Tricksters in the Madhouse: Lakers vs. Globetrotters, 1948

Tricksters in the Madhouse: Lakers vs. Globetrotters, 1948

Tricksters in the Madhouse: Lakers vs. Globetrotters, 1948

Tricksters in the Madhouse: Lakers vs. Globetrotters, 1948


The haunting gothic tale started in Archon continues-a mesmerizing work of the paranormal in which a young woman discovers that she is caught in a labyrinth of intrigue where angels, demons, and all the creatures between Heaven and Hell will stop at nothing to possess her.

A year ago, Angela Mathers, a talented artist with a tortured soul, enrolled at the Westwood Academy and encountered the angels who haunted her dreams. Then she discovered the dark truth … she is the Archon, a being of supreme power who will determine the fate of the universe. But with such power comes great danger, and for every force seeking to aid Angela there is another burning to stop her. After a scheming demon kidnaps the Book of Raziel, Angela must find her way through a nightmarish game and enter the Door to Hell to rescue her only friend before it is too late.

The perilous fate of both Heaven and Hell rests on her success.


The floodlights over the floor of Chicago Stadium hang like tulip bells from long cords, and a blue fog of cigarette smoke swirls beneath the lights. From the third tier of seats, above the smoke and lights, the players gathered for the center jump appear as colorful as images drawn in crayon. the Minneapolis team wears the colors of the Swedish flag—royal blue piping on their shorts and the word “Lakers” in golden yellow across their jerseys. Their opponents wear shorts with broad red stripes. Their jerseys are deep blue, with gold stars sprinkled around the name “Harlem Globe Trotters.”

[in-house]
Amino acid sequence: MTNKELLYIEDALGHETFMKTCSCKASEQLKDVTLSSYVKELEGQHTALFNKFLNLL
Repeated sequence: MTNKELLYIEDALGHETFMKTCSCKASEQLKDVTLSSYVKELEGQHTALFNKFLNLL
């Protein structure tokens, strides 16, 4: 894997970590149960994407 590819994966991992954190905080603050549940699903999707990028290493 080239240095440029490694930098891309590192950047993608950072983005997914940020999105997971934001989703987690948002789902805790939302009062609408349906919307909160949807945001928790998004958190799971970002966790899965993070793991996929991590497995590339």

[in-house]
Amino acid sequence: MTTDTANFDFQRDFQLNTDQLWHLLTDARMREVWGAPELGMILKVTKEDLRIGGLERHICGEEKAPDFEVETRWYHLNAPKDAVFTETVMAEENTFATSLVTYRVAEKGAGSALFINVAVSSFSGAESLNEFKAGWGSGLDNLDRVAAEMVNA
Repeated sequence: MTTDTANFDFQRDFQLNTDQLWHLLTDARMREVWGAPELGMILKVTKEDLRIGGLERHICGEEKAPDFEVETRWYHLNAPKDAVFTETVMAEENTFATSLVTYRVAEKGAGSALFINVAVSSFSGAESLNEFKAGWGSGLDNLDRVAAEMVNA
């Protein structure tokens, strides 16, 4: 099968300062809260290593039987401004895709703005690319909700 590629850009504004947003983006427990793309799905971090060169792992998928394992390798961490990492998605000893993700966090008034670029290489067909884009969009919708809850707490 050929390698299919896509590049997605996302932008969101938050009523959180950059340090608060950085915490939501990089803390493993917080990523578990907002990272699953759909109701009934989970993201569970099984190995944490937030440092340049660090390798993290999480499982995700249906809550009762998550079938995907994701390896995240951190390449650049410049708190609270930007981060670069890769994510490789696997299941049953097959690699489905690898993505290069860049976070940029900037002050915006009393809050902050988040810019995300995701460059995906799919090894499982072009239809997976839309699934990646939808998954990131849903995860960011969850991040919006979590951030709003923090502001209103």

The Lakers’ center is George Mikan, a towering hulk who hardly seems to fit in a jump circle that from those high seats looks like a tiny bull’s-eye on the court. There is little room left for the Globetrotters’ Reece “Goose” Tatum, who is half a foot shorter than Mikan and standing beanpole stiff, his freakishly long arms pinned to his body as if he is being squeezed with Mikan in a phone booth. Goose’s bizarre pose suggests he is about to launch into one of the jump ball antics for which he is famous. Perhaps he’ll snatch the ball from the startled official, then go off at a flatfoot sprint for an easy basket. Perhaps he’ll hold Mikan’s pants so that he jumps out of them when the official throws up the ball. Perhaps he’ll rearrange the Lakers on the court in a comic tableau guaranteed to lead to an easy basket for the Globetrotters.

But not tonight. Even though the Globetrotters have done their usual “Magic Circle” routine, with six players choreographing their passing and ball-juggling tricks to the whistled music of “Sweet Georgia Brown,” tonight is serious basketball, and Goose crouches suddenly. He lifts one foot, plants it behind himself, then looks . . .

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